Our nice, unsuspecting entryway cabinet is a secret kitty bathroom

Guest post by Tess

Nice, unsuspecting entryway cabinet…Our house isn’t very big, and the place that makes the most sense to put the litter box is right in the front entryway. So instead of greeting our guests with a box of cat poop, we got this cabinet on Amazon to hide the litter box.

Here’s how it works…

side view of kitty entranceI bought a cabinet with the door hole in it already. But I’m sure if you have a similar shaped cabinet you could pretty easily cut a door space into it.

…or secret kitty bathroom
It also has dramatically decreased the amount of cat litter that gets kicked out on the floor! I put some potpourri in the metal star thing on top of the cabinet to help with smells, too.

Comments on Our nice, unsuspecting entryway cabinet is a secret kitty bathroom

  1. Wow – I like the design of this more than other “litter box hiders” that I have seen on the internet.Do you know the name of the product and/or manufacturer?

  2. I saw one that someone had made where the entry hole for the cat was cut into the back of the cabinet (and it was pulled out from the wall a little way), so if you were a guest just walking by, you really couldn’t tell it was anything but an ordinary cabinet. You’d get a bit of a surprise if you were looking for something, though. 😛

  3. I made one of these using a small cabinet end table thing (almost like a microwave stand) that I bought for $10 at a Salvation Army store. My problem was less that I wanted the box hidden, and more about making sure my beagle can’t get to the box for midnight snacks of “Kitty knunchies”. Because of where I needed to situate this in my apartment, I had to cut a hole right in the front of the cabinet, but otherwise I would have cut one in the side where it looks better.

    In any case, I removed a door, measured away from the edges the right distance so that my kitty door wouldn’t interfere with anything, and then made four corner holes with a cordless drill. Then, I jigsawed in between each, and voila! My hole is 4″x6″, which is the perfect size to allow the cat in, but not the dog. I was at my parents’ house when I made this, so I had my dad router the edges of the hole to make them tidy, but the other option was to use a cheap wooden 4×6″ picture frame from the thrift store. Use that to frame the hole. Either find a frame that matches the cabinet, or paint the whole thing so that it looks custom.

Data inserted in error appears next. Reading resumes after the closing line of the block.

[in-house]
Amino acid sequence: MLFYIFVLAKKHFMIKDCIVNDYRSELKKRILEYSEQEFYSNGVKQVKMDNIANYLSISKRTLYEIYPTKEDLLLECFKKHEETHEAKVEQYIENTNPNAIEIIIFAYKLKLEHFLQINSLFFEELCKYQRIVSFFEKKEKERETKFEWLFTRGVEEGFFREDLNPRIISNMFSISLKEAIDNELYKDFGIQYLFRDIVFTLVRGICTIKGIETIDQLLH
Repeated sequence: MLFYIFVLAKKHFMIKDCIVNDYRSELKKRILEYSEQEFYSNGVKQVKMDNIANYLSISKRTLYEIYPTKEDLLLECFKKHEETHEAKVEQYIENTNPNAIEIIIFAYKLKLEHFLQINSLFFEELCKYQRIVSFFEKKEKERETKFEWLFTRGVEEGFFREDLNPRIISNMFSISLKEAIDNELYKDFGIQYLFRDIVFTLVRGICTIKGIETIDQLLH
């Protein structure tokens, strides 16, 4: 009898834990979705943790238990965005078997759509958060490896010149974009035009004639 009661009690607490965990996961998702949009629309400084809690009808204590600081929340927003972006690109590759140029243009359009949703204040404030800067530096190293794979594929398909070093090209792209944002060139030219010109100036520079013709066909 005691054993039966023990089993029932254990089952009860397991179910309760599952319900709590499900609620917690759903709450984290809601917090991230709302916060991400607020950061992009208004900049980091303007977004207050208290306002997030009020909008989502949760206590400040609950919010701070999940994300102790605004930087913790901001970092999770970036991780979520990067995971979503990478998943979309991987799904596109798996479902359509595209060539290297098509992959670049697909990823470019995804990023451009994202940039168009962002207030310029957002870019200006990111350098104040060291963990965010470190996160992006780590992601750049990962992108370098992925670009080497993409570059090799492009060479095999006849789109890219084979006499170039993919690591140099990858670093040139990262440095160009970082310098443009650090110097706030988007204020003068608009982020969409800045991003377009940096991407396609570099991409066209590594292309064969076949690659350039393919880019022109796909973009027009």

A heavy duty latch on the cabinet doors rounded out the project. Total cost for this project: $10 (if I had used the picture frame, it would have been $11, and if my dad didn’t already have a latch, I would have spent probably another $3 for a cabinet latch).

  4. I was just looking into this sort of thing! Part of my reasoning was to hide the catbox a bit, but we have one cat that harasses the other, even during her alone time. I thought this might prevent some of it by making it harder to get at her while she’s in the box.

    Glad to hear it decreases the litter flying out of the box. Thanks for the post.

  5. Our vets have recommended against even covered litter boxes, because the smells can get very overwhelming to the cat. Add to that the fact that my partner is very “out of sight, out of mind”-ed, and I can’t even tuck it behind a curtain :(. Still, I mostly worry about the box not getting cleaned enough because it’s not visible, and overwhelming the kitty senses. I think if you’re really diligent with a cleaning schedule this is fine, but felt there needed to be a voice of temperance added here. It’s definitely a solution that should be considered carefully.

  6. My brother did this years ago when he and his wife had several cats and the only place for the litter box was in the kitchen (gag). He took a cabinet that was almost twice as long as the litter box and cut the hole in the bottom of it on one end. Kitty jumped up into the cabinet, it could sit against the wall, and no one was any wiser. I thought it was brilliant.

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